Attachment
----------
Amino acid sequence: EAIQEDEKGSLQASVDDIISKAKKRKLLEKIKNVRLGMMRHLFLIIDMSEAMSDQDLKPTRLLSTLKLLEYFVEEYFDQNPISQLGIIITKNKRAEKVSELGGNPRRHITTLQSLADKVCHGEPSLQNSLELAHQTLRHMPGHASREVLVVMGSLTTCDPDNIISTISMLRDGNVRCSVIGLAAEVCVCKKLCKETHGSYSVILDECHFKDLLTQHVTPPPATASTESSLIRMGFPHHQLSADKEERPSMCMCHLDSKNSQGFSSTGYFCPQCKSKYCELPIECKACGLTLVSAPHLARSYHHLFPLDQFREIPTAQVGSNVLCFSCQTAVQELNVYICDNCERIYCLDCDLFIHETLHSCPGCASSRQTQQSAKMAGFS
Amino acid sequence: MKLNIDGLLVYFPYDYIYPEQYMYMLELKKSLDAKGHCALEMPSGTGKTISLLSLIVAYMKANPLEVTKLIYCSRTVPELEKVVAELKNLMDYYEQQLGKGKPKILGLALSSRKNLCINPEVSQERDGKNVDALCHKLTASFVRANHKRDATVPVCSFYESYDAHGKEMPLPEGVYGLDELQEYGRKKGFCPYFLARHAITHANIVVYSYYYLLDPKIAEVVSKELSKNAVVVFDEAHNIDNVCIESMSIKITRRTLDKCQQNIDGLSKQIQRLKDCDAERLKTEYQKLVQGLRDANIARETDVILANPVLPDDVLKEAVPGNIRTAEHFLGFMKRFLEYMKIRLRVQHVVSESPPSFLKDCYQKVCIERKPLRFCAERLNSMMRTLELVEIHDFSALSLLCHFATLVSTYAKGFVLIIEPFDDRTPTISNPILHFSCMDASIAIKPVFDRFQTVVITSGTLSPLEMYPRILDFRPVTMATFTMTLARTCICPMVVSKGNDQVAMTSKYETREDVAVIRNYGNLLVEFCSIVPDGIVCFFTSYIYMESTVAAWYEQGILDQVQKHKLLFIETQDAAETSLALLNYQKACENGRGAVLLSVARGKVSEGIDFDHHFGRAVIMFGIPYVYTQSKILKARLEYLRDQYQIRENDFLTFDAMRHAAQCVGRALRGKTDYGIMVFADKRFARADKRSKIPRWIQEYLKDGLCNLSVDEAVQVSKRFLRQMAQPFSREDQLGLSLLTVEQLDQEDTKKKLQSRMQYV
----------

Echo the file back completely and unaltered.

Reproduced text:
Amino acid sequence: EAIQEDEKGSLQASVDDIISKAKKRKLLEKIKNVRLGMMRHLFLIIDMSEAMSDQDLKPTRLLSTLKLLEYFVEEYFDQNPISQLGIIITKNKRAEKVSELGGNPRRHITTLQSLADKVCHGEPSLQNSLELAHQTLRHMPGHASREVLVVMGSLTTCDPDNIISTISMLRDGNVRCSVIGLAAEVCVCKKLCKETHGSYSVILDECHFKDLLTQHVTPPPATASTESSLIRMGFPHHQLSADKEERPSMCMCHLDSKNSQGFSSTGYFCPQCKSKYCELPIECKACGLTLVSAPHLARSYHHLFPLDQFREIPTAQVGSNVLCFSCQTAVQELNVYICDNCERIYCLDCDLFIHETLHSCPGCASSRQTQQSAKMAGFS
Amino acid sequence: MKLNIDGLLVYFPYDYIYPEQYMYMLELKKSLDAKGHCALEMPSGTGKTISLLSLIVAYMKANPLEVTKLIYCSRTVPELEKVVAELKNLMDYYEQQLGKGKPKILGLALSSRKNLCINPEVSQERDGKNVDALCHKLTASFVRANHKRDATVPVCSFYESYDAHGKEMPLPEGVYGLDELQEYGRKKGFCPYFLARHAITHANIVVYSYYYLLDPKIAEVVSKELSKNAVVVFDEAHNIDNVCIESMSIKITRRTLDKCQQNIDGLSKQIQRLKDCDAERLKTEYQKLVQGLRDANIARETDVILANPVLPDDVLKEAVPGNIRTAEHFLGFMKRFLEYMKIRLRVQHVVSESPPSFLKDCYQKVCIERKPLRFCAERLNSMMRTLELVEIHDFSALSLLCHFATLVSTYAKGFVLIIEPFDDRTPTISNPILHFSCMDASIAIKPVFDRFQTVVITSGTLSPLEMYPRILDFRPVTMATFTMTLARTCICPMVVSKGNDQVAMTSKYETREDVAVIRNYGNLLVEFCSIVPDGIVCFFTSYIYMESTVAAWYEQGILDQVQKHKLLFIETQDAAETSLALLNYQKACENGRGAVLLSVARGKVSEGIDFDHHFGRAVIMFGIPYVYTQSKILKARLEYLRDQYQIRENDFLTFDAMRHAAQCVGRALRGKTDYGIMVFADKRFARADKRSKIPRWIQEYLKDGLCNLSVDEAVQVSKRFLRQMAQPFSREDQLGLSLLTVEQLDQEDTKKKLQSRMQYV